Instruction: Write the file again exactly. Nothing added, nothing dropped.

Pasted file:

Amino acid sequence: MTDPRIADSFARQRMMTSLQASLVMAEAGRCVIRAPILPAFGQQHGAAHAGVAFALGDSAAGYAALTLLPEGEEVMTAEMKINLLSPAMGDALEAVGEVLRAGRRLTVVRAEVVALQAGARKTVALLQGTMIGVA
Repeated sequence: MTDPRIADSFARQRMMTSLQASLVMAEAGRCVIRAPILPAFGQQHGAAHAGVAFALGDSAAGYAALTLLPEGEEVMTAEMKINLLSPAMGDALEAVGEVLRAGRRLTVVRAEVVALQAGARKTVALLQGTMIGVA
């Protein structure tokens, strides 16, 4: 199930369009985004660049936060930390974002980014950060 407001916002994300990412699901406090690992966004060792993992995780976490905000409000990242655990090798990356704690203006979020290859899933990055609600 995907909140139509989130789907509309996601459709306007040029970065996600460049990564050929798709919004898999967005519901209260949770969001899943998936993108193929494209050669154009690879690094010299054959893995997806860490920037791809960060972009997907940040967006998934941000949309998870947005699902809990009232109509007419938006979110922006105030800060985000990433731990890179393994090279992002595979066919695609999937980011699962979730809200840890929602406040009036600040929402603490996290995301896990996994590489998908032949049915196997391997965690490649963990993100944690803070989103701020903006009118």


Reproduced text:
Amino acid sequence: MTDPRIADSFARQRMMTSLQASLVMAEAGRCVIRAPILPAFGQQHGAAHAGVAFALGDSAAGYAALTLLPEGEEVMTAEMKINLLSPAMGDALEAVGEVLRAGRRLTVVRAEVVALQAGARKTVALLQGTMIGVA
Repeated sequence: MTDPRIADSFARQRMMTSLQASLVMAEAGRCVIRAPILPAFGQQHGAAHAGVAFALGDSAAGYAALTLLPEGEEVMTAEMKINLLSPAMGDALEAVGEVLRAGRRLTVVRAEVVALQAGARKTVALLQGTMIGVA
């Protein structure tokens, strides 16, 4: 199930369009985004660049936060930390974002980014950060 407001916002994300990412699901406090690992966004060792993992995780976490905000409000990242655990090798990356704690203006979020290859899933990055609600 995907909140139509989130789907509309996601459709306007040029970065996600460049990564050929798709919004898999967005519901209260949770969001899943998936993108193929494209050669154009690879690094010299054959893995997806860490920037791809960060972009997907940040967006998934941000949309998870947005699902809990009232109509007419938006979110922006105030800060985000990433731990890179393994090279992002595979066919695609999937980011699962979730809200840890929602406040009036600040929402603490996290995301896990996994590489998908032949049915196997391997965690490649963990993100944690803070989103701020903006009118």